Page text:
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National authority chief nurse was criticised at Mid Staffs inquiry


The new organisation charged with making sure all NHS providers become foundation trusts has appointed a head of nursing who was criticised at the Mid Staffordshire Foundation Trust inquiry.

The NHS Trust Development Authority has announced Peter Blythin as its nursing director.

Mr Blythin was director of nursing at NHS West Midlands from 2006 until last year. The strategic health authority was responsible for overseeing Mid Staffs as it attempted to become an FT, and as its care scandal developed.

The inquiry heard he “apparently failed to inject any urgency” into a critical review of nursing levels at Mid Staffs.

Counsel to the enquiry Tom Kark said: “The time lag between [Mid Staffs nursing director Helen Moss] first expressing to him concerns about nurse staffing and her presentation of the review to the trust board was about eight months. We ask, should he not have been more proactive than he was?”

It also emerged at the inquiry that Mr Blythin had told it he was not aware of a serious incident involving the death of a diabetic. It emerged he received an email about it, but said he had not opened an attachment which contained the detail.

Mr Kark also said at the inquiry he was “clearly an experienced and caring individual.”

Authority chief executive David Flory said in a statement his senior team – including Mr Blythin – “bring a wealth of knowledge, expertise and experience”.


Readers' comments (10)

  • All aboard the gravy train! Once onboard you never have to disembark, no matter how useless you are! TOOT-TOOT!

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  • A promotion for incompetence - not that unusual in the NHS unfortunately.

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  • There is no mention of "incompetence" in the article above. However there are comments regarding his experience and attitude. I would challenge any nurse to state honestly that they have never made a mistake at work. When you are in a very senior position (and under enormous pressure from many angles) those mistakes can have far-reaching consequences. However everybody is entitled to learn from their experiences and move on. It is the nature of critical, reflective practice. How easy it is to judge and castigate an individual publicly from a position of anonymity and righteous indignation.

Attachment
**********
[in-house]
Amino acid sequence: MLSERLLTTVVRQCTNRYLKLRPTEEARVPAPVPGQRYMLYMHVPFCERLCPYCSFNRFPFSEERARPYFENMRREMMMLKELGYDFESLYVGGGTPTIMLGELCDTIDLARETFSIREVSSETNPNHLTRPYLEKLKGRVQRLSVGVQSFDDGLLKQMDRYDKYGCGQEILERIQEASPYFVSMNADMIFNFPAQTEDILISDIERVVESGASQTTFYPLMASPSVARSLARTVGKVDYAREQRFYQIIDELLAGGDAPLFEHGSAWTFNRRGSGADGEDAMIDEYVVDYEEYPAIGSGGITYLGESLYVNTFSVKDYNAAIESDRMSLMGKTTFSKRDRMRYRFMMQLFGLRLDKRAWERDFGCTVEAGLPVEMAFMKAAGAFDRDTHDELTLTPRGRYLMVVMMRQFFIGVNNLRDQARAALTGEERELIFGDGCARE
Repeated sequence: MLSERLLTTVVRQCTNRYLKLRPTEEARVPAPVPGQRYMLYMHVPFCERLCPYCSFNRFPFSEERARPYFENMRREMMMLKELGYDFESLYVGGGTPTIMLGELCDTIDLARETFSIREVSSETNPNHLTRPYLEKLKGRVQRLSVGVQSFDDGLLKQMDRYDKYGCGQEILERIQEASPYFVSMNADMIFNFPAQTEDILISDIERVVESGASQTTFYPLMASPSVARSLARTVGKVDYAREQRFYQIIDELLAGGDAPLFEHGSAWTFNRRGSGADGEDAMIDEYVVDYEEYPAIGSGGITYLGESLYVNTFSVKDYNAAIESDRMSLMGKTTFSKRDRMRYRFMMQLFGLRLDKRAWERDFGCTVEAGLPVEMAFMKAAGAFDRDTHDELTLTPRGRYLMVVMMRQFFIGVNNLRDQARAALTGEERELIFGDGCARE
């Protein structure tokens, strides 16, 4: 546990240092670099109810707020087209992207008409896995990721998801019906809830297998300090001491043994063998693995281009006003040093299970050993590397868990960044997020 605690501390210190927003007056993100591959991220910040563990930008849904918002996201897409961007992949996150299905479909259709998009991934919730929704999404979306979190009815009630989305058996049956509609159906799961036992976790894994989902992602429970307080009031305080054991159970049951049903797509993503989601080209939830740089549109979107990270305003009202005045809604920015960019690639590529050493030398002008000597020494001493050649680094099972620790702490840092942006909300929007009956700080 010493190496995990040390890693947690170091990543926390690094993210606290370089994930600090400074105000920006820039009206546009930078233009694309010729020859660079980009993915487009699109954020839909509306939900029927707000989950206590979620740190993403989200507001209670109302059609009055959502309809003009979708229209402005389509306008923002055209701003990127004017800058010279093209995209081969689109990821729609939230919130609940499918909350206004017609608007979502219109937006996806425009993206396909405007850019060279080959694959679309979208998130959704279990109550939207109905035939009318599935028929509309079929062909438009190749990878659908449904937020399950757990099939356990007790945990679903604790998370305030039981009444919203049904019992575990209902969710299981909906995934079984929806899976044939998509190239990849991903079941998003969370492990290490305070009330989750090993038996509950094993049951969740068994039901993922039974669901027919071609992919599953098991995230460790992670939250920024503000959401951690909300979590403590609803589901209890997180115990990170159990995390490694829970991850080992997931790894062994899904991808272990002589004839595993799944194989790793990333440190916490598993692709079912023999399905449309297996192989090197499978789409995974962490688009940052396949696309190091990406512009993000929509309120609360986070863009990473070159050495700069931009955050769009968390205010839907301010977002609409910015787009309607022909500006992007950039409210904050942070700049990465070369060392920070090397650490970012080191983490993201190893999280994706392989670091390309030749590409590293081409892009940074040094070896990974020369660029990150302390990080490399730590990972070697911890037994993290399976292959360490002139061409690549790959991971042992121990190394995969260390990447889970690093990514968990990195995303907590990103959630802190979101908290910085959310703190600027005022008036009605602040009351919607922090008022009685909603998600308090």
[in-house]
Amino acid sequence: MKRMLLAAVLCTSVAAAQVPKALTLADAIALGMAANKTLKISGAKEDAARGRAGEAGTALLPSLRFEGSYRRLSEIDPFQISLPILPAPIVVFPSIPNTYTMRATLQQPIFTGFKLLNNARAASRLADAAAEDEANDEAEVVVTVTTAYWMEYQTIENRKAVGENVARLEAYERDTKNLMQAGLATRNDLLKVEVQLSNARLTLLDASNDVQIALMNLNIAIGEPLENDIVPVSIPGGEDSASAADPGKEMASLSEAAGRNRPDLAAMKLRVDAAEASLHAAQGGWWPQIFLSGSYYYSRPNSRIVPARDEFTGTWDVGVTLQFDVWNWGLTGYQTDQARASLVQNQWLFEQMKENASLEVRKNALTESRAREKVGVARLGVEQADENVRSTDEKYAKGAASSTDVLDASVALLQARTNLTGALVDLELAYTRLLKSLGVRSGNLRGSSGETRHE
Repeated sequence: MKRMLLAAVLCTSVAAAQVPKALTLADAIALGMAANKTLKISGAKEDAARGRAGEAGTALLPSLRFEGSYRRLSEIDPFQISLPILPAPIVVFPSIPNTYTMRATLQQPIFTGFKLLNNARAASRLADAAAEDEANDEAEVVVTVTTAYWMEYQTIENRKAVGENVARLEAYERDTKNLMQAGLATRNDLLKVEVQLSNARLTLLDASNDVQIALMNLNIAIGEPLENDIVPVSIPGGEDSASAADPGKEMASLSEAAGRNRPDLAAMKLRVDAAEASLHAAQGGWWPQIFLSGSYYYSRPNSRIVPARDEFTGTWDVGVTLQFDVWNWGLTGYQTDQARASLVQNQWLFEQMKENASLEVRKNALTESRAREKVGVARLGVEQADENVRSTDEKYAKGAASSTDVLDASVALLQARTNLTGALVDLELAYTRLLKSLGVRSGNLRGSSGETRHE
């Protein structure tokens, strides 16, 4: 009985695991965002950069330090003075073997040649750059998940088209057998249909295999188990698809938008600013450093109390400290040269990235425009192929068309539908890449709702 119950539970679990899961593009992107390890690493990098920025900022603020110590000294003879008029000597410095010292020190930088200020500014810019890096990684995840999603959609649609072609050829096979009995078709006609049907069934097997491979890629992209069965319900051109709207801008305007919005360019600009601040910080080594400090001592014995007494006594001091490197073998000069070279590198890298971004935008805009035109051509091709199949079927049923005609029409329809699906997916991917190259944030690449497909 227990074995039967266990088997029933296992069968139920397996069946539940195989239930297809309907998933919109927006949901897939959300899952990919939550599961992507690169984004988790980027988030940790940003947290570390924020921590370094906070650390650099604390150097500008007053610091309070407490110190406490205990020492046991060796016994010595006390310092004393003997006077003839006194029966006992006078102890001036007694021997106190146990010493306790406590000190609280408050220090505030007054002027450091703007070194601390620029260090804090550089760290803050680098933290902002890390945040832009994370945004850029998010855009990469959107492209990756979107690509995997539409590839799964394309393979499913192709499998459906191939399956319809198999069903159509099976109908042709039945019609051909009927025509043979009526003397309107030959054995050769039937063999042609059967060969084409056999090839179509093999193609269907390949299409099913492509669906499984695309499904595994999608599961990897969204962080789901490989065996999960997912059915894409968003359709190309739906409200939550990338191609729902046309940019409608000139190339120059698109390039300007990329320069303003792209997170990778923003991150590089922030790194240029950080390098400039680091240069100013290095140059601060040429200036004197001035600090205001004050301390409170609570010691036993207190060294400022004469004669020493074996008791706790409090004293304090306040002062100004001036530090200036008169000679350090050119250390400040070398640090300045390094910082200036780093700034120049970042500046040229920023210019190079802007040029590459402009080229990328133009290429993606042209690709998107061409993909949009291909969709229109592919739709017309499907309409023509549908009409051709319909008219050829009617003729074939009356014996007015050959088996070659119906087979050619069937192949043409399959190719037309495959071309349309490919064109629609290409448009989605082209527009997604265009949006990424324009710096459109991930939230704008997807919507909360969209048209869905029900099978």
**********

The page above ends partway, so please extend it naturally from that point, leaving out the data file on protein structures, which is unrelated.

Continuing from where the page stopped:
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  • Anon 24/07/12 12:04

    "from a position of anonymity" Actually I posted under my name unlike you!!!! I have no problem putting my name to my opinions.

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  • Sarah Stanley is right.

    It is true everyone makes mistakes.

    It also true the NHS suffers a blame culture.

    It is further true that good nurses acknowledge mistakes and can explain what they or their organisation has learnt

    I am unaware that Mr Blythin has explained or acknowledged his mistakes or shown what he has learnt that he will bring to his new job.

    If I have missed it, then so did the Mid Staffs inquiry, but I am willing to be corrected.

    If he has not, then his appointment is quite extraordinary and bodes ill for Monitor given its crucial role in the NHS

    Like Sarah Stanley I am happy to put my name next to my comment.

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  • If you remember one Cynthia Bower was Parachuted from the West Midlands Strategic Health Authority to the CQC.

    At the Stafford enquiry this woman was comprehensively 'outed' as being an incompetent. Her performance at the CQC was abysmal and she succeeded in ensuring the CQC was discredited and criticised on many fronts. This woman's has now effectively been removed form the CQC. What has not been answered is just how much money was paid to secure her departure.

    Sarah is correct failure is rewarded at a senior level within the NHS

    Contrast the "smoke and mirrors" approach of the senior managers approach to looking after each others interests with the draconian approach taken by management who seem to take great pleasure in depriving Nurses of their profession and a means of earning an income. A small error/misdemeanour can result in a nurse being struck from the register.

    The latest example is the nurse who publicly criticised "management" for plotting to close a hospital who was instantly suspended and who now most likely will face disciplinary action being taken against her by people who are accomplished lier's.

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  • Jenny I agree, even after Stafford and many other similar examples whistle blowers are no better protected than they ever were, after reading the whistle blowing policy at our Trust I renamed it the "gagging policy" as that is what it actually is.
    I know there are senior managers who have very effectively covered up their own very serious mistakes in full confidence that no one will dare out them.

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  • Sarah Stanley | 24-Jul-2012 7:04 pm

    it is the content of the comment which is important. why do you think there is an 'anoymously' option below?

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  • Anonymous 25 Jul 2012 12:48

    Well actually I was referring to the fact that I was being accused of criticising someone publicly from "a position of anonymity" which of course I didn't!

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  • Power = corruption.

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